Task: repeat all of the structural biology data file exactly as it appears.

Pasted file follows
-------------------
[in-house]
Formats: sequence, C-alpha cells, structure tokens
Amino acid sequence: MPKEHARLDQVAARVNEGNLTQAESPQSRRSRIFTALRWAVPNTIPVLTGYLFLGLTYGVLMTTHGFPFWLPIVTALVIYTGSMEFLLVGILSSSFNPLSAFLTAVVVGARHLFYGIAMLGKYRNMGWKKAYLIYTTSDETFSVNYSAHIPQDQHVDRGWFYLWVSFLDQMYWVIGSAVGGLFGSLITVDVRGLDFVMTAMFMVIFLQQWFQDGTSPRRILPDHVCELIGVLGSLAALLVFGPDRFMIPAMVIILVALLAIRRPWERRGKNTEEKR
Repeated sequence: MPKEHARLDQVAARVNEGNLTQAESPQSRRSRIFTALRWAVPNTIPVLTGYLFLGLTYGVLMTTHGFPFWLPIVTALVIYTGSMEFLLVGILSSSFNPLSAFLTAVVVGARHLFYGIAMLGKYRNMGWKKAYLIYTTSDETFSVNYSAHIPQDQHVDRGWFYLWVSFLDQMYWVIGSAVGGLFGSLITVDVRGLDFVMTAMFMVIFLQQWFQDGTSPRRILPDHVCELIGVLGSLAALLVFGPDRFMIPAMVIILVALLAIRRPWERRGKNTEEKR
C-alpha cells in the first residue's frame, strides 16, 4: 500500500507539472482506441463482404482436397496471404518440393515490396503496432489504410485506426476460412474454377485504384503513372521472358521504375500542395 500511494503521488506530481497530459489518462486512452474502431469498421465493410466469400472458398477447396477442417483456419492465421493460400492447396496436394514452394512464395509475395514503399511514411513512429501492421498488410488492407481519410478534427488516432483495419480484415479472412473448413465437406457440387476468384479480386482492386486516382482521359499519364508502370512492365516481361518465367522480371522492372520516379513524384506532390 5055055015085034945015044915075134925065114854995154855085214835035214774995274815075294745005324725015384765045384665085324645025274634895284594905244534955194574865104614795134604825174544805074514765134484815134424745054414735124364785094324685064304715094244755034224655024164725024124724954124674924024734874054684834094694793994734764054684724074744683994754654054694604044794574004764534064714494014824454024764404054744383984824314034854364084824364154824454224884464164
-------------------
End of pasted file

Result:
[in-house]
Formats: sequence, C-alpha cells, structure tokens
Amino acid sequence: MPKEHARLDQVAARVNEGNLTQAESPQSRRSRIFTALRWAVPNTIPVLTGYLFLGLTYGVLMTTHGFPFWLPIVTALVIYTGSMEFLLVGILSSSFNPLSAFLTAVVVGARHLFYGIAMLGKYRNMGWKKAYLIYTTSDETFSVNYSAHIPQDQHVDRGWFYLWVSFLDQMYWVIGSAVGGLFGSLITVDVRGLDFVMTAMFMVIFLQQWFQDGTSPRRILPDHVCELIGVLGSLAALLVFGPDRFMIPAMVIILVALLAIRRPWERRGKNTEEKR
Repeated sequence: MPKEHARLDQVAARVNEGNLTQAESPQSRRSRIFTALRWAVPNTIPVLTGYLFLGLTYGVLMTTHGFPFWLPIVTALVIYTGSMEFLLVGILSSSFNPLSAFLTAVVVGARHLFYGIAMLGKYRNMGWKKAYLIYTTSDETFSVNYSAHIPQDQHVDRGWFYLWVSFLDQMYWVIGSAVGGLFGSLITVDVRGLDFVMTAMFMVIFLQQWFQDGTSPRRILPDHVCELIGVLGSLAALLVFGPDRFMIPAMVIILVALLAIRRPWERRGKNTEEKR
C-alpha cells in the first residue's frame, strides 16, 4: 500500500507539472482506441463482404482436397496471404518440393515490396503496432489504410485506426476460412474454377485504384503513372521472358521504375500542395 500511494503521488506530481497530459489518462486512452474502431469498421465493410466469400472458398477447396477442417483456419492465421493460400492447396496436394514452394512464395509475395514503399511514411513512429501492421498488410488492407481519410478534427488516432483495419480484415479472412473448413465437406457440387476468384479480386482492386486516382482521359499519364508502370512492365516481361518465367522480371522492372520516379513524384506532390 5055055015085034945015044915075134925065114854995154855085214835035214774995274815075294745005324725015384765045384665085324645025274634895284594905244534955194574865104614795134604825174544805074514765134484815134424745054414735124364785094324685064304715094244755034224655024164725024124724954124674924024734874054684834094694793994734764054684724074744683994754654054694604044794574004764534064714494014824454024764404054744383984824314034854364084824364154824454224884464164